tretinoin - oral, Vesanoid (cont.)
USES: Tretinoin is used with other medications (e.g., chemotherapy) to treat a certain type of cancer of the white blood cells (APL-acute promyelocytic leukemia). APL is a disease of too many white blood cells that do not mature or function properly. This medication is used to lessen the signs and severity of this disease (induce remission). Further treatment after remission will be determined by your doctor. Tretinoin works by promoting the growth of normal, mature cells in the bone marrow and blood. This medication helps to reverse symptoms of APL such as infections, tiredness, and bleeding. Tretinoin belongs to a class of drugs known as retinoids, which is related to vitamin A.
HOW TO USE: Take this medication by mouth, usually twice a day or as directed by your doctor. It may be taken with food.Use this medication regularly in order to get the most benefit from it. Remember to use it at the same times each day. The dosage is based on your medical condition, body size, and response to therapy. Follow your doctor's directions for how long to take this medication.Do not increase your dose or take this medication more often without your doctor's approval. Your condition will not improve any faster and the risk of serious side effects may be increased.Since this drug can be absorbed through the skin, women who are pregnant or who may become pregnant should not handle this medication.
SIDE EFFECTS: See also Warning section.Headache, dizziness, fever, weakness, tiredness, dry mouth, dry skin, other skin changes, thinning hair, nausea, vomiting, itching, bone pain, mouth sores, increased sweating, and earache may occur. If any of these effects persist or worsen, notify your doctor or pharmacist promptly.Headache may occur several hours after taking a dose. Mild pain medications (e.g., acetaminophen) usually help relieve these headaches, which tend to go away as your body gets used to tretinoin. Talk with your doctor about which pain relievers are right for you.To relieve dry mouth, suck on (sugarless) hard candy or ice chips, chew (sugarless) gum, drink water, or use a saliva substitute.Remember that your doctor has prescribed this medication because he or she has judged that the benefit to you is greater than the risk of side effects. Many people using this medication do not have serious side effects.Tell your doctor immediately if any of these unlikely but serious side effects occur: stomach/abdominal pain, yellowing eyes/skin, dark urine, hearing problems (e.g., hearing loss), change in the amount of urine, mental/mood changes, fast/slow/irregular heartbeat.Seek immediate medical attention if any of these rare but very serious side effects occur: severe headache, persistent nausea/vomiting, vision changes, chest pain, jaw/left arm pain, trouble breathing, weakness on one side of the body, slurred speech, confusion, pain/redness/swelling of arms/legs.A very serious allergic reaction to this drug is unlikely, but seek immediate medical attention if it occurs. Symptoms of a serious allergic reaction may include: rash, itching/swelling (especially of the face/tongue/throat), severe dizziness, trouble breathing.This is not a complete list of possible side effects. If you notice other effects not listed above, contact your doctor or pharmacist.In the US -Call your doctor for medical advice about side effects. You may report side effects to FDA at 1-800-FDA-1088.In Canada - Call your doctor for medical advice about side effects. You may report side effects to Health Canada at 1-866-234-2345.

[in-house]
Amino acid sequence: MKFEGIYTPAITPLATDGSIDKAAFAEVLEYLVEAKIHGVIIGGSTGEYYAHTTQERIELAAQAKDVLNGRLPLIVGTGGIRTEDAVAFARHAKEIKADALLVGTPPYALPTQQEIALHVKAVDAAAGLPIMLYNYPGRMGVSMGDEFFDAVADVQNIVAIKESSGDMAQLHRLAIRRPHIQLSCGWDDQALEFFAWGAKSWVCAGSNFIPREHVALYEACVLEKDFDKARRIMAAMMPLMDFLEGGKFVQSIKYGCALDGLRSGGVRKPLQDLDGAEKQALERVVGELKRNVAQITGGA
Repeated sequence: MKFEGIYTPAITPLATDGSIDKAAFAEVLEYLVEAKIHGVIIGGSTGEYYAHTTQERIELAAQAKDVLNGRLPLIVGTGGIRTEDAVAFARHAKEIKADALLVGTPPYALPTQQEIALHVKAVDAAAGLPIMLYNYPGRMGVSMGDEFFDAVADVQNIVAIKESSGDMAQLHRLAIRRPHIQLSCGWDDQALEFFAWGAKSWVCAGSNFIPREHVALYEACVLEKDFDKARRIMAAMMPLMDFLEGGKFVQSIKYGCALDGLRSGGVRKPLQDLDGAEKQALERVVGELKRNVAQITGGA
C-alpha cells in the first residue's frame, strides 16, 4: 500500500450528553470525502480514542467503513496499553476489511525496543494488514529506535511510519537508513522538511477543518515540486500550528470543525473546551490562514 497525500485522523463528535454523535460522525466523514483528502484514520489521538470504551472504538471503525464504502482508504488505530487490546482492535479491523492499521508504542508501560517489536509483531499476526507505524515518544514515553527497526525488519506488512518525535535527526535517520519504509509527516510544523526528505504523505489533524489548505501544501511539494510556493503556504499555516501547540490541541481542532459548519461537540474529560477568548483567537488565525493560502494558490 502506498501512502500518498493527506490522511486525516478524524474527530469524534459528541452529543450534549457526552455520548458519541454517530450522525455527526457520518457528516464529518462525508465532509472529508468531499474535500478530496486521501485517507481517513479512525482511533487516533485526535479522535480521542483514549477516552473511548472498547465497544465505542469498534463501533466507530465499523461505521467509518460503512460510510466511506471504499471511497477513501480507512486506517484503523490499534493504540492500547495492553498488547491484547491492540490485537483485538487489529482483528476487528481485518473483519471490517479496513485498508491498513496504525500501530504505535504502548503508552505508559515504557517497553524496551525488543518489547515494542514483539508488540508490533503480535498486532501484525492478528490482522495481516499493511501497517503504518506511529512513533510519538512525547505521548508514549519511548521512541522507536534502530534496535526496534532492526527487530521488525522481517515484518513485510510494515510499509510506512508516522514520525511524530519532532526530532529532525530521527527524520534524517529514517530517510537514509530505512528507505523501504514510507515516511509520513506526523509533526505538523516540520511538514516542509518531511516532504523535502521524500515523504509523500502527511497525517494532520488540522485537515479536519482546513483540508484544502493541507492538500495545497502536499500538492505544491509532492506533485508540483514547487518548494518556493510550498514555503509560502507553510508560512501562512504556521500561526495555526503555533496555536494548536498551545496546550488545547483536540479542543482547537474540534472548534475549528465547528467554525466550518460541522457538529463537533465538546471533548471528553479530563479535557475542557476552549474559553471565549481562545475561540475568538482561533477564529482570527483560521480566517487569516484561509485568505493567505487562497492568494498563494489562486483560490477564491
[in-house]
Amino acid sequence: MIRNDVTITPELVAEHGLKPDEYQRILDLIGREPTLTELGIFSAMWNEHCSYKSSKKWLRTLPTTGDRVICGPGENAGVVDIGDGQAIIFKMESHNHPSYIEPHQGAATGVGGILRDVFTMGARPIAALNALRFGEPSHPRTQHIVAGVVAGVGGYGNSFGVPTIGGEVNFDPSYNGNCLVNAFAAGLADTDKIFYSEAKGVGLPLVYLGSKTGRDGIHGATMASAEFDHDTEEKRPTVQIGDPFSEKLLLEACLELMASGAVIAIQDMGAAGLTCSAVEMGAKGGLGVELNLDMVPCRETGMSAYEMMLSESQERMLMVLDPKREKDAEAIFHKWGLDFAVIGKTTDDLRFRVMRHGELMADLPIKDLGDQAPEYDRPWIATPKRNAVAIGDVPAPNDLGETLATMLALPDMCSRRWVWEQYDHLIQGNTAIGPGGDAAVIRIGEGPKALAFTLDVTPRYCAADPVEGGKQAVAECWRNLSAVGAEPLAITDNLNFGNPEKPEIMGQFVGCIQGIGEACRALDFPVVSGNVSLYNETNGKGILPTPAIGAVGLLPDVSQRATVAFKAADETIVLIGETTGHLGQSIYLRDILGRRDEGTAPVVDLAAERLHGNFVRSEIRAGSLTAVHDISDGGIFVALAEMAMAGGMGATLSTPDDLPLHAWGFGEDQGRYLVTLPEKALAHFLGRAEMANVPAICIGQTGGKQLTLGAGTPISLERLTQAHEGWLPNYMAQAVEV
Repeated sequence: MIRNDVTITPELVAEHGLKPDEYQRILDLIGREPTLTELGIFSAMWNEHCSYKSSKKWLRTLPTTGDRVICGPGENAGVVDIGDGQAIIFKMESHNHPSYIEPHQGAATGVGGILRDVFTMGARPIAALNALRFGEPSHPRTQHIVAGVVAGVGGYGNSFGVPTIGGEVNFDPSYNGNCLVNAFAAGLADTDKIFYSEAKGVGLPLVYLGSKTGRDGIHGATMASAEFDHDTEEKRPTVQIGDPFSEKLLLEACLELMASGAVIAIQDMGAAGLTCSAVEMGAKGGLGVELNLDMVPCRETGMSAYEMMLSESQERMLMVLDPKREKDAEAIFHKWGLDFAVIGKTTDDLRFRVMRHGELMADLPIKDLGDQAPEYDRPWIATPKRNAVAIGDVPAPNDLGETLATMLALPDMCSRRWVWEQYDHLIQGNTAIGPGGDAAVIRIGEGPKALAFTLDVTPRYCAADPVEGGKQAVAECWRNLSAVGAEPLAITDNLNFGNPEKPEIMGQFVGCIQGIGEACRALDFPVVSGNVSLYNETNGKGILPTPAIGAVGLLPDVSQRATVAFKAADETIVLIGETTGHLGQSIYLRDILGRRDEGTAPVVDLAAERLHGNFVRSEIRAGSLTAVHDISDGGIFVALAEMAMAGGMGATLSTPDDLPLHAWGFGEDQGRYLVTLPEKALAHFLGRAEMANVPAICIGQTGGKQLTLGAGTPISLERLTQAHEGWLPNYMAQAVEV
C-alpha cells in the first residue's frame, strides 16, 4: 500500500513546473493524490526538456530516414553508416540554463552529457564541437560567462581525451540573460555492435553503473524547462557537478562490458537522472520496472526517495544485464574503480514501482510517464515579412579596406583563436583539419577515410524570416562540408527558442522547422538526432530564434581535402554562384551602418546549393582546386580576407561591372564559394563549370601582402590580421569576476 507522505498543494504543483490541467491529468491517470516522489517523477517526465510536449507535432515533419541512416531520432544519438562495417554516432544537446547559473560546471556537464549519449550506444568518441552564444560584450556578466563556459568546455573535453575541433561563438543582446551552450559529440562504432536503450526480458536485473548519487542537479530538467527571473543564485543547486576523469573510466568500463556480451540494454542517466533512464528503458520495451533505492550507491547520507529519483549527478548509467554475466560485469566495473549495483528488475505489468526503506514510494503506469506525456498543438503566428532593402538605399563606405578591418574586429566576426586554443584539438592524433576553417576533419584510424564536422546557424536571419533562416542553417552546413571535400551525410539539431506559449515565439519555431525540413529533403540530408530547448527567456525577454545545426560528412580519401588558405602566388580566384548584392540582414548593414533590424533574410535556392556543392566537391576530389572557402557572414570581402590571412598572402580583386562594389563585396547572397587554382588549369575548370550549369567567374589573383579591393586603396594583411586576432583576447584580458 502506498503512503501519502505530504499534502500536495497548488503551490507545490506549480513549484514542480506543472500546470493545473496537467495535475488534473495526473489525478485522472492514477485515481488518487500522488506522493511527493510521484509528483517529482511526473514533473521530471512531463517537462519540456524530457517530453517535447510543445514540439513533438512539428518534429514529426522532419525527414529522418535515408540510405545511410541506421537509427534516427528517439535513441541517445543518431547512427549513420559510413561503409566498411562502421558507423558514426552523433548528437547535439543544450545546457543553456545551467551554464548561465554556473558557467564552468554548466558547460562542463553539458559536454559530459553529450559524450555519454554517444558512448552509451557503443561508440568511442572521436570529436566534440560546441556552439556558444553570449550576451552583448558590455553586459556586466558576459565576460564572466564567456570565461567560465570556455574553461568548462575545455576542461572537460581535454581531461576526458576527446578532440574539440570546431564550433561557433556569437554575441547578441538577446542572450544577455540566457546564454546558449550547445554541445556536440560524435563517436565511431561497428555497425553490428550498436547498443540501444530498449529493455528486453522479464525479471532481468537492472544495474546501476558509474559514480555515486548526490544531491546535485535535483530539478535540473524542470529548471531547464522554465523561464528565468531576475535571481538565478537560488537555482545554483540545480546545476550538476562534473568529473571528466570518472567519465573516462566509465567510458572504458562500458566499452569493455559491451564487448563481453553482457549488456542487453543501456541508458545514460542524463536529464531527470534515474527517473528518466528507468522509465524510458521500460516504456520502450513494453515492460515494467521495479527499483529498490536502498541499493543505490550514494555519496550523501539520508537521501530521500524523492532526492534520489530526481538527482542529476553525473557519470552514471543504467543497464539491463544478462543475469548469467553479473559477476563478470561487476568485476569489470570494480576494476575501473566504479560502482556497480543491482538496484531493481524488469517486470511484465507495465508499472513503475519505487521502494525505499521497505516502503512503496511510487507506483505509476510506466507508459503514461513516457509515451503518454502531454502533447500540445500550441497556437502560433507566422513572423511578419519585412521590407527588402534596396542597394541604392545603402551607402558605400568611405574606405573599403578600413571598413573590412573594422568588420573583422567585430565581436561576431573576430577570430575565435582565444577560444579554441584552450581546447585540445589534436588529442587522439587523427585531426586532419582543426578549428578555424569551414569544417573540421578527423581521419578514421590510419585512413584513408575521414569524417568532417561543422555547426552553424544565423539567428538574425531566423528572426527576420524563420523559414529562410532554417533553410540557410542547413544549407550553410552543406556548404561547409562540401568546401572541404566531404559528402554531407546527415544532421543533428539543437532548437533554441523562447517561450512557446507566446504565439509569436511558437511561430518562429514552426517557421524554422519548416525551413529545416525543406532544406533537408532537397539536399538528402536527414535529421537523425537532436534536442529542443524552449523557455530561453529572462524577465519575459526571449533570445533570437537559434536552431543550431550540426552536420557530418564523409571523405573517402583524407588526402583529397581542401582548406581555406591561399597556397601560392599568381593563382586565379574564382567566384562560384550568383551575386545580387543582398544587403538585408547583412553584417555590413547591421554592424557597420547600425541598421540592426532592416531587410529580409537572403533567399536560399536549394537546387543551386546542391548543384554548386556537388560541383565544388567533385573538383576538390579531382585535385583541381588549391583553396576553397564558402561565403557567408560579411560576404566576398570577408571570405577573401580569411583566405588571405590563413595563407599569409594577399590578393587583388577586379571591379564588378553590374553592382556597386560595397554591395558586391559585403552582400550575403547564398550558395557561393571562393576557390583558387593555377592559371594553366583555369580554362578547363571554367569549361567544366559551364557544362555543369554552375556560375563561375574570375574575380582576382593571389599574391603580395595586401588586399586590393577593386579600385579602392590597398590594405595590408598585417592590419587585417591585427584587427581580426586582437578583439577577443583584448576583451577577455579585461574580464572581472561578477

Report Problems to the Food and Drug Administration
You are encouraged to report negative side effects of prescription drugs to the FDA. Visit the FDA MedWatch website or call 1-800-FDA-1088.
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